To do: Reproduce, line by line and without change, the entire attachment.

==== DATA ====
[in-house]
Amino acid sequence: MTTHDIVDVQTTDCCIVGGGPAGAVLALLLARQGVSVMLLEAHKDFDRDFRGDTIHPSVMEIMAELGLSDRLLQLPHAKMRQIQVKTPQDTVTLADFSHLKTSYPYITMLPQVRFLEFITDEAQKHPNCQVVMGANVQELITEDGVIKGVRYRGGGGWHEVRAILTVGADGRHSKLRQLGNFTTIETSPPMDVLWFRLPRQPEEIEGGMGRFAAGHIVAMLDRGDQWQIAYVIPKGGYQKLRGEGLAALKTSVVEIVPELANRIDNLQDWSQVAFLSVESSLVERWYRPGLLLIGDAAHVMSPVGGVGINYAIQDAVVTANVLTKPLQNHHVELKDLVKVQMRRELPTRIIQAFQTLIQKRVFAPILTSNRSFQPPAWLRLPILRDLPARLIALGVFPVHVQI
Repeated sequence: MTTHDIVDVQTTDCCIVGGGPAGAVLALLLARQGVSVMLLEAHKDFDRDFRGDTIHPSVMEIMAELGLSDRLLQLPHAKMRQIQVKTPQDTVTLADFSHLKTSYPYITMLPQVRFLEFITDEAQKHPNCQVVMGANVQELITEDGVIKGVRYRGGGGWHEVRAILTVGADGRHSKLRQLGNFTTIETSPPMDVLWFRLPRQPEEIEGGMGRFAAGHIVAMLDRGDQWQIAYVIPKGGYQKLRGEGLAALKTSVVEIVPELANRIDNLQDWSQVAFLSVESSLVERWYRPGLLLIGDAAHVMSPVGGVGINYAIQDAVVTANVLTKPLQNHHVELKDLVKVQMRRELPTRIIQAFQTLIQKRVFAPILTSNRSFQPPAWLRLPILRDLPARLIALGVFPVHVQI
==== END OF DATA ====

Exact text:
[in-house]
Amino acid sequence: MTTHDIVDVQTTDCCIVGGGPAGAVLALLLARQGVSVMLLEAHKDFDRDFRGDTIHPSVMEIMAELGLSDRLLQLPHAKMRQIQVKTPQDTVTLADFSHLKTSYPYITMLPQVRFLEFITDEAQKHPNCQVVMGANVQELITEDGVIKGVRYRGGGGWHEVRAILTVGADGRHSKLRQLGNFTTIETSPPMDVLWFRLPRQPEEIEGGMGRFAAGHIVAMLDRGDQWQIAYVIPKGGYQKLRGEGLAALKTSVVEIVPELANRIDNLQDWSQVAFLSVESSLVERWYRPGLLLIGDAAHVMSPVGGVGINYAIQDAVVTANVLTKPLQNHHVELKDLVKVQMRRELPTRIIQAFQTLIQKRVFAPILTSNRSFQPPAWLRLPILRDLPARLIALGVFPVHVQI
Repeated sequence: MTTHDIVDVQTTDCCIVGGGPAGAVLALLLARQGVSVMLLEAHKDFDRDFRGDTIHPSVMEIMAELGLSDRLLQLPHAKMRQIQVKTPQDTVTLADFSHLKTSYPYITMLPQVRFLEFITDEAQKHPNCQVVMGANVQELITEDGVIKGVRYRGGGGWHEVRAILTVGADGRHSKLRQLGNFTTIETSPPMDVLWFRLPRQPEEIEGGMGRFAAGHIVAMLDRGDQWQIAYVIPKGGYQKLRGEGLAALKTSVVEIVPELANRIDNLQDWSQVAFLSVESSLVERWYRPGLLLIGDAAHVMSPVGGVGINYAIQDAVVTANVLTKPLQNHHVELKDLVKVQMRRELPTRIIQAFQTLIQKRVFAPILTSNRSFQPPAWLRLPILRDLPARLIALGVFPVHVQI